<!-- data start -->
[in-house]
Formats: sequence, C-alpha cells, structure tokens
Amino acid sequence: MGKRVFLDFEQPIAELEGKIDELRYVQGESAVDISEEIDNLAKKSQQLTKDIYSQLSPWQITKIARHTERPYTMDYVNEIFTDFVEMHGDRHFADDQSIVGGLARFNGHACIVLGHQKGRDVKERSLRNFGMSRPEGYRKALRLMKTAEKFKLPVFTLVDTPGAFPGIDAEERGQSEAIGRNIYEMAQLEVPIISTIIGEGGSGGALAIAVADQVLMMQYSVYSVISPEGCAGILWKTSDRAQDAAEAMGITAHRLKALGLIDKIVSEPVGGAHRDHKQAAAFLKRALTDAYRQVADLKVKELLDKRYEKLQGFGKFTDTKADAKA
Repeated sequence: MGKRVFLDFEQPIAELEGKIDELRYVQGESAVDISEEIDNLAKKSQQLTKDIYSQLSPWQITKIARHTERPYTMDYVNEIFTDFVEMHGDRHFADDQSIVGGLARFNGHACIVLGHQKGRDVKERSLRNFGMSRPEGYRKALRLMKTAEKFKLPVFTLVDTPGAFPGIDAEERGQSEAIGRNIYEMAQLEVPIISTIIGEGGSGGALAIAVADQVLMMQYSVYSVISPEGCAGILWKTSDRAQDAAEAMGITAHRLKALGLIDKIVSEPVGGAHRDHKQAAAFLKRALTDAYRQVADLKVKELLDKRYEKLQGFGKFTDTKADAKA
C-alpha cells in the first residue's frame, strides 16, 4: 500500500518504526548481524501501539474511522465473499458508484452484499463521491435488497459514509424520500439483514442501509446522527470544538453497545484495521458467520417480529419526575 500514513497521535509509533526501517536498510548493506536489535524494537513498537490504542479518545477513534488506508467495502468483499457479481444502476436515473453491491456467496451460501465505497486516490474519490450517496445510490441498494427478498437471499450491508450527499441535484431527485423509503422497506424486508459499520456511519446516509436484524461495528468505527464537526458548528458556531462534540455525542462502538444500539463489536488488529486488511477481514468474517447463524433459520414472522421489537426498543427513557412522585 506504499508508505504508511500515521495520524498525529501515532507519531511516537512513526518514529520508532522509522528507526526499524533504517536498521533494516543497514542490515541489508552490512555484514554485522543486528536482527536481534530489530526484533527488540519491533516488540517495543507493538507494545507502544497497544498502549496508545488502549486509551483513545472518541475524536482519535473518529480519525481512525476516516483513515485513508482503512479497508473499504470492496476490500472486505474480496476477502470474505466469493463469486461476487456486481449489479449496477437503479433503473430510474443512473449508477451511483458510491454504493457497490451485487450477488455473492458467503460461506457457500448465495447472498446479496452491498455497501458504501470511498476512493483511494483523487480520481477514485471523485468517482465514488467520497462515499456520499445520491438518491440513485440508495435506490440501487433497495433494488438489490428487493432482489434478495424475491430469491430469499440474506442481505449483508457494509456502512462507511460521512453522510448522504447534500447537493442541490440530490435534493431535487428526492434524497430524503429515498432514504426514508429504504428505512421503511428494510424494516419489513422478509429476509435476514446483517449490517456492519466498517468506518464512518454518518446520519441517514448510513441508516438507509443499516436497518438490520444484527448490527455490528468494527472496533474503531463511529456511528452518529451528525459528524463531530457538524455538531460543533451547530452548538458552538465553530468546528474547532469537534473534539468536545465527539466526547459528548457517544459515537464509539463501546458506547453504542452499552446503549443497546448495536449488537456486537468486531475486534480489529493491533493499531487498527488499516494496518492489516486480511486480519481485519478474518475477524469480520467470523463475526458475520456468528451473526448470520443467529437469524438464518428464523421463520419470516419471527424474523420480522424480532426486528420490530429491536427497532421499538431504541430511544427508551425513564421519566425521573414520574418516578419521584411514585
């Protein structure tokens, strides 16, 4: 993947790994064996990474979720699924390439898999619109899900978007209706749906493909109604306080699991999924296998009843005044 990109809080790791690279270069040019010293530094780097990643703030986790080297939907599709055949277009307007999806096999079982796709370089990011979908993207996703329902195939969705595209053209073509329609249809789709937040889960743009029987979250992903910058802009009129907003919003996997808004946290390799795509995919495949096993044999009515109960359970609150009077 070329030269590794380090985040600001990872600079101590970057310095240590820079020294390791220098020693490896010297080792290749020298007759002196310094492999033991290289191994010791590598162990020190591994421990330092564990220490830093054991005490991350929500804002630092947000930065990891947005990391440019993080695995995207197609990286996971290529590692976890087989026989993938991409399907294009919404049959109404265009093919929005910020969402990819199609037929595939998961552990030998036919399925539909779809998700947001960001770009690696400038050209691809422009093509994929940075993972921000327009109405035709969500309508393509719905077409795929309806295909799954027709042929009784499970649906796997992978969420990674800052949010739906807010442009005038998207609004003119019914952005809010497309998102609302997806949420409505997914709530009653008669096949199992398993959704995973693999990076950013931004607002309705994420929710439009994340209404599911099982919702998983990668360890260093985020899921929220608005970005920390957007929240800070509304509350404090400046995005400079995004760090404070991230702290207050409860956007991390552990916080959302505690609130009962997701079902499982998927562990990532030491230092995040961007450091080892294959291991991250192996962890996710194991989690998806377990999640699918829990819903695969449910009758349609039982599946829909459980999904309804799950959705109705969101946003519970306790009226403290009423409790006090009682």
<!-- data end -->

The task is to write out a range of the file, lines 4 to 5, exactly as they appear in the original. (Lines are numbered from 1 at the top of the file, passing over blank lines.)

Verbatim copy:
Repeated sequence: MGKRVFLDFEQPIAELEGKIDELRYVQGESAVDISEEIDNLAKKSQQLTKDIYSQLSPWQITKIARHTERPYTMDYVNEIFTDFVEMHGDRHFADDQSIVGGLARFNGHACIVLGHQKGRDVKERSLRNFGMSRPEGYRKALRLMKTAEKFKLPVFTLVDTPGAFPGIDAEERGQSEAIGRNIYEMAQLEVPIISTIIGEGGSGGALAIAVADQVLMMQYSVYSVISPEGCAGILWKTSDRAQDAAEAMGITAHRLKALGLIDKIVSEPVGGAHRDHKQAAAFLKRALTDAYRQVADLKVKELLDKRYEKLQGFGKFTDTKADAKA
C-alpha cells in the first residue's frame, strides 16, 4: 500500500518504526548481524501501539474511522465473499458508484452484499463521491435488497459514509424520500439483514442501509446522527470544538453497545484495521458467520417480529419526575 500514513497521535509509533526501517536498510548493506536489535524494537513498537490504542479518545477513534488506508467495502468483499457479481444502476436515473453491491456467496451460501465505497486516490474519490450517496445510490441498494427478498437471499450491508450527499441535484431527485423509503422497506424486508459499520456511519446516509436484524461495528468505527464537526458548528458556531462534540455525542462502538444500539463489536488488529486488511477481514468474517447463524433459520414472522421489537426498543427513557412522585 506504499508508505504508511500515521495520524498525529501515532507519531511516537512513526518514529520508532522509522528507526526499524533504517536498521533494516543497514542490515541489508552490512555484514554485522543486528536482527536481534530489530526484533527488540519491533516488540517495543507493538507494545507502544497497544498502549496508545488502549486509551483513545472518541475524536482519535473518529480519525481512525476516516483513515485513508482503512479497508473499504470492496476490500472486505474480496476477502470474505466469493463469486461476487456486481449489479449496477437503479433503473430510474443512473449508477451511483458510491454504493457497490451485487450477488455473492458467503460461506457457500448465495447472498446479496452491498455497501458504501470511498476512493483511494483523487480520481477514485471523485468517482465514488467520497462515499456520499445520491438518491440513485440508495435506490440501487433497495433494488438489490428487493432482489434478495424475491430469491430469499440474506442481505449483508457494509456502512462507511460521512453522510448522504447534500447537493442541490440530490435534493431535487428526492434524497430524503429515498432514504426514508429504504428505512421503511428494510424494516419489513422478509429476509435476514446483517449490517456492519466498517468506518464512518454518518446520519441517514448510513441508516438507509443499516436497518438490520444484527448490527455490528468494527472496533474503531463511529456511528452518529451528525459528524463531530457538524455538531460543533451547530452548538458552538465553530468546528474547532469537534473534539468536545465527539466526547459528548457517544459515537464509539463501546458506547453504542452499552446503549443497546448495536449488537456486537468486531475486534480489529493491533493499531487498527488499516494496518492489516486480511486480519481485519478474518475477524469480520467470523463475526458475520456468528451473526448470520443467529437469524438464518428464523421463520419470516419471527424474523420480522424480532426486528420490530429491536427497532421499538431504541430511544427508551425513564421519566425521573414520574418516578419521584411514585